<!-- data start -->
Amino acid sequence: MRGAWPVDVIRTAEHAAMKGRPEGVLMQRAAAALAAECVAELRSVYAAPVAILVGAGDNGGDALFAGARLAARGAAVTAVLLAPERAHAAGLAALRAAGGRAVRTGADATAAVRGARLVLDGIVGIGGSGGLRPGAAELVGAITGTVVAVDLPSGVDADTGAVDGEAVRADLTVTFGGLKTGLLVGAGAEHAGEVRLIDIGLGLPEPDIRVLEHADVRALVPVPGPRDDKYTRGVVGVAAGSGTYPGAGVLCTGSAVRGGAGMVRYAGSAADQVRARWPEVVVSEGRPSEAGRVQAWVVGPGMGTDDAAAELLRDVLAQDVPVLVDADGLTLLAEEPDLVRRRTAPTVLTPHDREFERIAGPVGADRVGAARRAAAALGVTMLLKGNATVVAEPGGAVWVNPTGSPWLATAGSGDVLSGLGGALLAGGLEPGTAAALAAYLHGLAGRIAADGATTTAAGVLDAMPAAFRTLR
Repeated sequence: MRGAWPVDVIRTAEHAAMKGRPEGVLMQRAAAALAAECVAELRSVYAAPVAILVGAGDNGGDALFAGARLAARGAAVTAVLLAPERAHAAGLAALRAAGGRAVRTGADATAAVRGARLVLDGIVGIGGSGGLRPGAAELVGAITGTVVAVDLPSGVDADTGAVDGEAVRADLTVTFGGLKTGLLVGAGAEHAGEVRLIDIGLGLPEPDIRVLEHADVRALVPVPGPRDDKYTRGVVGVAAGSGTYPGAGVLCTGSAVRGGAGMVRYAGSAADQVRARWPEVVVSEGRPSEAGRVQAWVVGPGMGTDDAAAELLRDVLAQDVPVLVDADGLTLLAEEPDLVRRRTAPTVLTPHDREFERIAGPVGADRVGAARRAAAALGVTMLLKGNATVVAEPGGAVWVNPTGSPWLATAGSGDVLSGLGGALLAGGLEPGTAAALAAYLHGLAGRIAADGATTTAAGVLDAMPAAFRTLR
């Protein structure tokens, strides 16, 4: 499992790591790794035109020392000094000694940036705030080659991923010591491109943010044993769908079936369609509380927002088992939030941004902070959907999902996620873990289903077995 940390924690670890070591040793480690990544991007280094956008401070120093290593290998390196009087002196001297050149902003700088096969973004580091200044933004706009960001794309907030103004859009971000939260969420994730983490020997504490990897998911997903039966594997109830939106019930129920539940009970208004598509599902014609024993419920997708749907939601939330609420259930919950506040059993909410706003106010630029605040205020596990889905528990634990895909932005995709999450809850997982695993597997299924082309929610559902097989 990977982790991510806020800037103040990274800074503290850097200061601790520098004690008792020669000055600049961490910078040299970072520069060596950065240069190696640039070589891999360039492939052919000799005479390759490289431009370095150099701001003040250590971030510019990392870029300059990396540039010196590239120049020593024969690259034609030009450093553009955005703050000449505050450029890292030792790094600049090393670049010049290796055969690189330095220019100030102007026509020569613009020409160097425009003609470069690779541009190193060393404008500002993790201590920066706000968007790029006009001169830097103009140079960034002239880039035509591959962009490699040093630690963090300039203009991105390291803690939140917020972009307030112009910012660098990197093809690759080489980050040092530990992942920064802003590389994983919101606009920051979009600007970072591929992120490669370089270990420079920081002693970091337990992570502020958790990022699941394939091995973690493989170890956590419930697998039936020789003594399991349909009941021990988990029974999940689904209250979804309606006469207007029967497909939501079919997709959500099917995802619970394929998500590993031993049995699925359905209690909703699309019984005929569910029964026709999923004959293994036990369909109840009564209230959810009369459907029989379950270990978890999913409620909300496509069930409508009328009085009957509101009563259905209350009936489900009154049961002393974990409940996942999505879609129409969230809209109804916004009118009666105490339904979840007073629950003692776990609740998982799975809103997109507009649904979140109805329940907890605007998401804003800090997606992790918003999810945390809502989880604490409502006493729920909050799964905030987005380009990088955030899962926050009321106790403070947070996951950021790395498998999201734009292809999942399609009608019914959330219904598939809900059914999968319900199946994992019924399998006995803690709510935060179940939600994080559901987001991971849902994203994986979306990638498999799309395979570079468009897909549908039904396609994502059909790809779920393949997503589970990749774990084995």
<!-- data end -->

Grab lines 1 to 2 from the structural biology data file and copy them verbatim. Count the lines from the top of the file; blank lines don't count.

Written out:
Amino acid sequence: MRGAWPVDVIRTAEHAAMKGRPEGVLMQRAAAALAAECVAELRSVYAAPVAILVGAGDNGGDALFAGARLAARGAAVTAVLLAPERAHAAGLAALRAAGGRAVRTGADATAAVRGARLVLDGIVGIGGSGGLRPGAAELVGAITGTVVAVDLPSGVDADTGAVDGEAVRADLTVTFGGLKTGLLVGAGAEHAGEVRLIDIGLGLPEPDIRVLEHADVRALVPVPGPRDDKYTRGVVGVAAGSGTYPGAGVLCTGSAVRGGAGMVRYAGSAADQVRARWPEVVVSEGRPSEAGRVQAWVVGPGMGTDDAAAELLRDVLAQDVPVLVDADGLTLLAEEPDLVRRRTAPTVLTPHDREFERIAGPVGADRVGAARRAAAALGVTMLLKGNATVVAEPGGAVWVNPTGSPWLATAGSGDVLSGLGGALLAGGLEPGTAAALAAYLHGLAGRIAADGATTTAAGVLDAMPAAFRTLR
Repeated sequence: MRGAWPVDVIRTAEHAAMKGRPEGVLMQRAAAALAAECVAELRSVYAAPVAILVGAGDNGGDALFAGARLAARGAAVTAVLLAPERAHAAGLAALRAAGGRAVRTGADATAAVRGARLVLDGIVGIGGSGGLRPGAAELVGAITGTVVAVDLPSGVDADTGAVDGEAVRADLTVTFGGLKTGLLVGAGAEHAGEVRLIDIGLGLPEPDIRVLEHADVRALVPVPGPRDDKYTRGVVGVAAGSGTYPGAGVLCTGSAVRGGAGMVRYAGSAADQVRARWPEVVVSEGRPSEAGRVQAWVVGPGMGTDDAAAELLRDVLAQDVPVLVDADGLTLLAEEPDLVRRRTAPTVLTPHDREFERIAGPVGADRVGAARRAAAALGVTMLLKGNATVVAEPGGAVWVNPTGSPWLATAGSGDVLSGLGGALLAGGLEPGTAAALAAYLHGLAGRIAADGATTTAAGVLDAMPAAFRTLR